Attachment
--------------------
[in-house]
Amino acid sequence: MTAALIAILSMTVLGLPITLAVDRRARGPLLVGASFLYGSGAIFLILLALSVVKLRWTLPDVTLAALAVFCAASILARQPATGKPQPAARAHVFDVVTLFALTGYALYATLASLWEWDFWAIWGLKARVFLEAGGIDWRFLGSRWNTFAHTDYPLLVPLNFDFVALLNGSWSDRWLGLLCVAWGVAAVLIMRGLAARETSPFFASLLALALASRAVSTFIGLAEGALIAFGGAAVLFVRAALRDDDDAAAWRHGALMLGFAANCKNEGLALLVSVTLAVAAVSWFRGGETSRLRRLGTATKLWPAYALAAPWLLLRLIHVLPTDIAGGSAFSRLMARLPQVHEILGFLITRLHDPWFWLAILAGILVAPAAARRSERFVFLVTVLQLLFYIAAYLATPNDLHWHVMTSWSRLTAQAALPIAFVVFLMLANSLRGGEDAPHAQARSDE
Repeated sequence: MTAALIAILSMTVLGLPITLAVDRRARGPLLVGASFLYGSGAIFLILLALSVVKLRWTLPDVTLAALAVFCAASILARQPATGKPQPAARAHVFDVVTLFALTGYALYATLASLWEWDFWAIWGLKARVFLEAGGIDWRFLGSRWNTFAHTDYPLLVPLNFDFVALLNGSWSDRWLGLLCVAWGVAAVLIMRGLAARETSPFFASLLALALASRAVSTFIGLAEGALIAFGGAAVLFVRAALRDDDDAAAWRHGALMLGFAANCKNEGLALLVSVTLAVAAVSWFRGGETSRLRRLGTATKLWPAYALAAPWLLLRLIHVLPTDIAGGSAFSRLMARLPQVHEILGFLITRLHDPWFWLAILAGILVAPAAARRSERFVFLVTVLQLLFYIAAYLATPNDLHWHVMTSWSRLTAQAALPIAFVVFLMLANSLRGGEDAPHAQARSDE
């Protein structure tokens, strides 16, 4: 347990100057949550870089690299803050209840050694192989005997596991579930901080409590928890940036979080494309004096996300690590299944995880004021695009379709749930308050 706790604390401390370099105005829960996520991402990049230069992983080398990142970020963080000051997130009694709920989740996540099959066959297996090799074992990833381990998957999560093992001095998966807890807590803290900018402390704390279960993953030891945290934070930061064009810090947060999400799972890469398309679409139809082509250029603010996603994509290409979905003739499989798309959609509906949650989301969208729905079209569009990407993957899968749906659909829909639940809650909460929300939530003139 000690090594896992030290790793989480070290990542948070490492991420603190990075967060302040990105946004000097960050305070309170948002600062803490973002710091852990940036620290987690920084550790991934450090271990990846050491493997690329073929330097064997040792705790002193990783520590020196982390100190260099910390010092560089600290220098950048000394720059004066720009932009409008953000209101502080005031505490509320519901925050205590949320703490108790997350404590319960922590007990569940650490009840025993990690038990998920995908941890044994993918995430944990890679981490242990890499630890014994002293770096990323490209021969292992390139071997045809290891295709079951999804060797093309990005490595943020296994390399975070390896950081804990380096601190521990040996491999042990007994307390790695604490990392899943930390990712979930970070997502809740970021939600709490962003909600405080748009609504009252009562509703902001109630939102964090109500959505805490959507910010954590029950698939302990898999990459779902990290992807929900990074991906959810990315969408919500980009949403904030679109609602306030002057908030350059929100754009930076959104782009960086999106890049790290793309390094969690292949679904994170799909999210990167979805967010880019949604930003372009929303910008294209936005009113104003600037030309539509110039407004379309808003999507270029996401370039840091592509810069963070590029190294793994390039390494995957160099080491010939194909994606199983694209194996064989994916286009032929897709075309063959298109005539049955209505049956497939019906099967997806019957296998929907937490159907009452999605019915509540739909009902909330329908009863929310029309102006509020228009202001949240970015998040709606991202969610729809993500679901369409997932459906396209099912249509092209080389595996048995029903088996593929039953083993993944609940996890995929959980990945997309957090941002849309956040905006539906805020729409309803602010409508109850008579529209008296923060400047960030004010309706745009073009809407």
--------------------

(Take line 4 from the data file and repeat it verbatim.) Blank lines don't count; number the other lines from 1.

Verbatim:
């Protein structure tokens, strides 16, 4: 347990100057949550870089690299803050209840050694192989005997596991579930901080409590928890940036979080494309004096996300690590299944995880004021695009379709749930308050 706790604390401390370099105005829960996520991402990049230069992983080398990142970020963080000051997130009694709920989740996540099959066959297996090799074992990833381990998957999560093992001095998966807890807590803290900018402390704390279960993953030891945290934070930061064009810090947060999400799972890469398309679409139809082509250029603010996603994509290409979905003739499989798309959609509906949650989301969208729905079209569009990407993957899968749906659909829909639940809650909460929300939530003139 000690090594896992030290790793989480070290990542948070490492991420603190990075967060302040990105946004000097960050305070309170948002600062803490973002710091852990940036620290987690920084550790991934450090271990990846050491493997690329073929330097064997040792705790002193990783520590020196982390100190260099910390010092560089600290220098950048000394720059004066720009932009409008953000209101502080005031505490509320519901925050205590949320703490108790997350404590319960922590007990569940650490009840025993990690038990998920995908941890044994993918995430944990890679981490242990890499630890014994002293770096990323490209021969292992390139071997045809290891295709079951999804060797093309990005490595943020296994390399975070390896950081804990380096601190521990040996491999042990007994307390790695604490990392899943930390990712979930970070997502809740970021939600709490962003909600405080748009609504009252009562509703902001109630939102964090109500959505805490959507910010954590029950698939302990898999990459779902990290992807929900990074991906959810990315969408919500980009949403904030679109609602306030002057908030350059929100754009930076959104782009960086999106890049790290793309390094969690292949679904994170799909999210990167979805967010880019949604930003372009929303910008294209936005009113104003600037030309539509110039407004379309808003999507270029996401370039840091592509810069963070590029190294793994390039390494995957160099080491010939194909994606199983694209194996064989994916286009032929897709075309063959298109005539049955209505049956497939019906099967997806019957296998929907937490159907009452999605019915509540739909009902909330329908009863929310029309102006509020228009202001949240970015998040709606991202969610729809993500679901369409997932459906396209099912249509092209080389595996048995029903088996593929039953083993993944609940996890995929959980990945997309957090941002849309956040905006539906805020729409309803602010409508109850008579529209008296923060400047960030004010309706745009073009809407």